Four Lessons to learn from the world_record_egg

As I write this post, the world_record_egg has over 40 million likes on Instagram far surpassing the previous world record of 18 million held by Kylie Jenner. You can even now purchase world record egg merchandise.

I didn’t know who Kylie Jenner was but according to Wikipedia she is an “American reality television personality, model, entrepreneur, socialite, and social media personality.” She is on a show called “Keeping Up With the Kardashians.” This in itself is somewhat strange to me because why did Kylie Jenner get so famous? She seems to be famous for ... well... being famous.

What makes certain Instagram posts or YouTube videos go viral is not clear to any of us. Why the video of the song “Baby Shark,” a children’s song, went viral with over 2 billion views recently,

or why videos of a little boy reviewing toys earns him 11 million dollars a year is similarly puzzling.  The question is— does it really matter? 

Lesson Number 1: In a time when an individual’s feelings of self-worth can be affected by how many “likes” they have on social media posts, I think it’s important to remind ourselves that what is popular one minute can fade into obscurity the next.

Lesson Number 2: “Influencers”* are only truly successful if they withstand the test of time.

Lesson Number 3: Remember that the people and things that can remain “relevant”* over thousands of years (like Judaism!) are probably worth more of your attention than fads. I hope my children are reading this when I implore them to measure influence and value based on long-term relevance rather than a moment of fame.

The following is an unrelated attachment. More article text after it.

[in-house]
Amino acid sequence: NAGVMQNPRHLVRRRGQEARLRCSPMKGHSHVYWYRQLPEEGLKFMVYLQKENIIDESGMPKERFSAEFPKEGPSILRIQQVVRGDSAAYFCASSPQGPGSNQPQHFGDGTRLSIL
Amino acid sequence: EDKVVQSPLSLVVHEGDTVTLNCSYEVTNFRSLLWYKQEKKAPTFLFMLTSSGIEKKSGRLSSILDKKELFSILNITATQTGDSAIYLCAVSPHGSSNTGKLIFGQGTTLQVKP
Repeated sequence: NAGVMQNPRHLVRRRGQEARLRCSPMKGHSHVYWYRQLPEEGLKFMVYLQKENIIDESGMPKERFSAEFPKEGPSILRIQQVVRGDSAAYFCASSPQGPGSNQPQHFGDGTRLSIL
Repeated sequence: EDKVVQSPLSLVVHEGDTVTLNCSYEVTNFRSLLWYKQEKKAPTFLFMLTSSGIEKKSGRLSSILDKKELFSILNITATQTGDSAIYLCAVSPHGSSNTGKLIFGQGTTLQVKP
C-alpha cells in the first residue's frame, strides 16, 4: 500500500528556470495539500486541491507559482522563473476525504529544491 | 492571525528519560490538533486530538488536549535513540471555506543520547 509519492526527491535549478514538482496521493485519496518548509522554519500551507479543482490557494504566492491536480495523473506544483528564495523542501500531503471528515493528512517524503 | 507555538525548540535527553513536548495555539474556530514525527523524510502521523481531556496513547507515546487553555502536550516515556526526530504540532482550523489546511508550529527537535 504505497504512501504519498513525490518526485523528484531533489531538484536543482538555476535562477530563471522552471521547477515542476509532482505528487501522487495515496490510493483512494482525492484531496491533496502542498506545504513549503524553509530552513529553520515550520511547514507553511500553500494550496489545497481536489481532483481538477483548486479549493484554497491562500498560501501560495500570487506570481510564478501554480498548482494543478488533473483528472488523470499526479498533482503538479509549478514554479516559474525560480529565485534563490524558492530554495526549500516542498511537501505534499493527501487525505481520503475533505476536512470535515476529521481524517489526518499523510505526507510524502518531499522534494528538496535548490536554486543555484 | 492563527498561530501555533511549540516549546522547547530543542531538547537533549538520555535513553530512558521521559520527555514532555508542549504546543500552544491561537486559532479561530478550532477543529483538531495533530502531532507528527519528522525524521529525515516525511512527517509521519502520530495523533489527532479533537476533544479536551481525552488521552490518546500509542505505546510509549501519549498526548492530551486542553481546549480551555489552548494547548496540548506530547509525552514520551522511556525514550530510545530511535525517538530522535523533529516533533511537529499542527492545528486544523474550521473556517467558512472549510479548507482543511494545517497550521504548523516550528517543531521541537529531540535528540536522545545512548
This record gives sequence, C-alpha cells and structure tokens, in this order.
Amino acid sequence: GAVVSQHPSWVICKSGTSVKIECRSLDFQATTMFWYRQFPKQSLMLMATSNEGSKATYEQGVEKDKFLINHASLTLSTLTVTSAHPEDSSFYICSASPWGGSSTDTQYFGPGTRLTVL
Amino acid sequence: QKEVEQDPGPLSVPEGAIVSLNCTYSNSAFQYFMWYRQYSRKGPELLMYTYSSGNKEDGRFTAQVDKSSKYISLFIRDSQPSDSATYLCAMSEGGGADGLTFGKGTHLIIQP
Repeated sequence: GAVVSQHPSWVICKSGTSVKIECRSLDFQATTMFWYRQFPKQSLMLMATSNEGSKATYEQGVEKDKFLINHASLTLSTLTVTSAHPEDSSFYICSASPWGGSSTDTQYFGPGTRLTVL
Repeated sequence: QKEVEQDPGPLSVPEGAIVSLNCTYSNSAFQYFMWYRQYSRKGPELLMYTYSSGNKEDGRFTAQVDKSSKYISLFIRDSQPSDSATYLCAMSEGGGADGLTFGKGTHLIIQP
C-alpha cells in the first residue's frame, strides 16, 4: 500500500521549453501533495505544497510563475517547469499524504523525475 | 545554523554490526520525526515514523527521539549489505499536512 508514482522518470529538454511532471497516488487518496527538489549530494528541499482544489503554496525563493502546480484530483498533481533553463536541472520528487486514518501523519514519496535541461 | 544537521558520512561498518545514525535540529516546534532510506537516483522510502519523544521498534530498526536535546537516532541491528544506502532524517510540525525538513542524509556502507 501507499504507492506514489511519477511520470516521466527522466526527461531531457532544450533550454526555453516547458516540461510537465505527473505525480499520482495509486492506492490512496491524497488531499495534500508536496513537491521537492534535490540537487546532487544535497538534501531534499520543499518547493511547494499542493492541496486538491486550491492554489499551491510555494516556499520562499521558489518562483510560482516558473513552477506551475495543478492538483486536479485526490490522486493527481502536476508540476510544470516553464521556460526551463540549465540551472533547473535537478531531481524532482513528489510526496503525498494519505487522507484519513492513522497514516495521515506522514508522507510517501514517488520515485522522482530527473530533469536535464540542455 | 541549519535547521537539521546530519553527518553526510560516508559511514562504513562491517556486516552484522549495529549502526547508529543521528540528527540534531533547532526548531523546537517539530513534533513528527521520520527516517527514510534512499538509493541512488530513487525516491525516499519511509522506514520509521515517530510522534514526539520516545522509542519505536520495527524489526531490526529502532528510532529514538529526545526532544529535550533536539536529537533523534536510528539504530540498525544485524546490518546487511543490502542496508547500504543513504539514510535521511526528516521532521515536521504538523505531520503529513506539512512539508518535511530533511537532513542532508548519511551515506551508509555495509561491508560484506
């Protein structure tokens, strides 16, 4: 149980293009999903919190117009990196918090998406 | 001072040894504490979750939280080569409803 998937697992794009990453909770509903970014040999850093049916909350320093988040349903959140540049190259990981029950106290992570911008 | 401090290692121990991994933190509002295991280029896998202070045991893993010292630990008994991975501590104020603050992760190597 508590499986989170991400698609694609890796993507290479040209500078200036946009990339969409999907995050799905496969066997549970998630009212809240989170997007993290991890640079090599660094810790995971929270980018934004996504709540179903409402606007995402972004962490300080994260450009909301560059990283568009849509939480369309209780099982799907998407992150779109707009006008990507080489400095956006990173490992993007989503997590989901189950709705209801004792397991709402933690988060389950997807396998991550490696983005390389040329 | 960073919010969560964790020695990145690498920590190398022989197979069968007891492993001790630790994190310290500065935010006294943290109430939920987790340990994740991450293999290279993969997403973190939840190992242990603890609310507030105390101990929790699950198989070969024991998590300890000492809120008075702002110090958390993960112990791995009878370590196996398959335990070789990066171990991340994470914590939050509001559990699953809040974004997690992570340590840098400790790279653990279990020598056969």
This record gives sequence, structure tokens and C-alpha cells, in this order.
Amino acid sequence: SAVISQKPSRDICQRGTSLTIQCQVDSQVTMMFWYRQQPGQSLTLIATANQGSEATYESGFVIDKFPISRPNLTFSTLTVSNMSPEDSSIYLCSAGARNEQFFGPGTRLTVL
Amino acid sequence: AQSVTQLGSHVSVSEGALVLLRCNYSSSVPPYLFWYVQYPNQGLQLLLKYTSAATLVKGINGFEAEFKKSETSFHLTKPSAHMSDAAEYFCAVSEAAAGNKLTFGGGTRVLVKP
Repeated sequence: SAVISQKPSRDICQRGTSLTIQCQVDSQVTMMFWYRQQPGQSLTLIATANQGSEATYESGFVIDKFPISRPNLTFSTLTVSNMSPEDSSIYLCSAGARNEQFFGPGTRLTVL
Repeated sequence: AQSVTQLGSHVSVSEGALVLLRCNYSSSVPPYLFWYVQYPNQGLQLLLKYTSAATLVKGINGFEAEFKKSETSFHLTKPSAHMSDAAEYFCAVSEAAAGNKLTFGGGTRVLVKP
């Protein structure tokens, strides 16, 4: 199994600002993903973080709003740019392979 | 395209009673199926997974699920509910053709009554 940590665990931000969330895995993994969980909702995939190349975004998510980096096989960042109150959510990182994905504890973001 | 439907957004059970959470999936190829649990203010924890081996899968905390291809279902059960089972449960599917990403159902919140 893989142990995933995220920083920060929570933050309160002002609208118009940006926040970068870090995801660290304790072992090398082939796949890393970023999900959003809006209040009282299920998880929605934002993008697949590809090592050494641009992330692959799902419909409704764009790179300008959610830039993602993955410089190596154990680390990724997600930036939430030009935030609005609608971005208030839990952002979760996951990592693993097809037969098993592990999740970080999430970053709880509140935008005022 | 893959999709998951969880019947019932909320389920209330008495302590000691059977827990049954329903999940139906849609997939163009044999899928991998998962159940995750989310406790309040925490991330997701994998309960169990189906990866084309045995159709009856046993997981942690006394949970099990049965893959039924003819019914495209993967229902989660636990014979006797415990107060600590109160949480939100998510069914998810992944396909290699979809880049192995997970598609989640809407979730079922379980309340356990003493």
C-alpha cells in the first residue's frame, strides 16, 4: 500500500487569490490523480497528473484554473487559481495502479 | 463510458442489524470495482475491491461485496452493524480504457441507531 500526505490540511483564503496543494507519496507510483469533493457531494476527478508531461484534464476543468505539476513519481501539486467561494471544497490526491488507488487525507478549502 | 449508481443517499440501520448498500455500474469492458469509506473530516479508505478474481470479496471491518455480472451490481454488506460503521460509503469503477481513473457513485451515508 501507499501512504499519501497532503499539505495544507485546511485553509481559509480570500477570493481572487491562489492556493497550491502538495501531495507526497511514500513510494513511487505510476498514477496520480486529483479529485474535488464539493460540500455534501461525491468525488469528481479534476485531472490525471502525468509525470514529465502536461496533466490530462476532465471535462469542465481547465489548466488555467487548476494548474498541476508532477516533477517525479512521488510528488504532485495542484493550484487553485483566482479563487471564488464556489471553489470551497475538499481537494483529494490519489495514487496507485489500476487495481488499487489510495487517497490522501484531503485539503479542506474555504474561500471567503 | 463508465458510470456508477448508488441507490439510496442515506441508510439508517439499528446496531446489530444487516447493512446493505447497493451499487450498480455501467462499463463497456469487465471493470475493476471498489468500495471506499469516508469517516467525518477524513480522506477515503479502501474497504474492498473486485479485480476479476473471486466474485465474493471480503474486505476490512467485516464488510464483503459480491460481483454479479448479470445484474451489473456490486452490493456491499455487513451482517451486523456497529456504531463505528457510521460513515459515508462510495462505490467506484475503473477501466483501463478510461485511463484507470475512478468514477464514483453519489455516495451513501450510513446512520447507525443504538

Lesson Number 4 (for rabbis and Jewish educators): I implore us to remain “relevant” in our teachings. I have no doubt that we will, but we need to compete in a marketplace where “viral” is a positive description (not a kind of illness) and what is “relevant” needs to engage an audience that seems to value popularity above all else.

I would be remiss if I didn’t mention a few bits of trivia about eggs in Judaism.

 These my friends have stood the test of time!

1)  The egg, being round, is a symbol of the cycle of life and therefore a comfort to mourners.  It is served to mourners after a funeral along with other round foods. (Learn more here) from Chabad.

2) The egg on the seder plate is a symbol of the chagigah (festival) offering which was offered on each of the three pilgrimage festivals during Temple times.  As a symbol of mourning for the destruction of the Temple, an egg replaces the chagigah offering on the seder plate. Learn more here from my jewish learning dot com.

3)   An egg with ashes is the traditional meal that precedes Tisha B'Av, the fast day on which we mourn the destruction of both Temples.  Learn more here from Aish HaTorah.

4)  An entire tractate of Talmud is named is referred to as "Tractate Egg/ Masechet Beitza," also known as Masechet Yom Tov.  It's name "Egg" comes from the first word of the tractate which opens a debate on whether an egg laid during a festival can be eaten on that day. Learn more here from the O-U.

5)  According to the laws of kashrut, eggs should be checked for blood spots before they are cooked, and if a blood spot is found, it should be removed and discarded.  If the egg was from a free range farm and there is a possibility it may be fertilized one needs to be particularly careful.  Read more here from the O-U.

6)  "Beitzim," or "eggs" are Hebrew slang for what we in English call "nuts" or "balls."  Learn more Hebrew slang from this Tumblr account.

7)  Shakshukah is a popular Israeli breakfast made of eggs with tomato sauce.  This recipe from the New York Times has a lot of positive reviews but I can't personally vouch for it as I don't personally like anything with any gooey eggs whatsoever.

I hope you have enjoyed this post and found it "relevant" to you as well.  If anyone has any wisdom as to why certain things go viral and others don't, I'm happy to take your comments below.

*Influencer- A social media user who has established a following for their opinions on a certain industry such as fashion or travel.  Because they influence trends they are called "influencers."

*Relevant- Besides the usual usage, an actual person can be described as "relevant" if their social media content is of interest to a lot of people.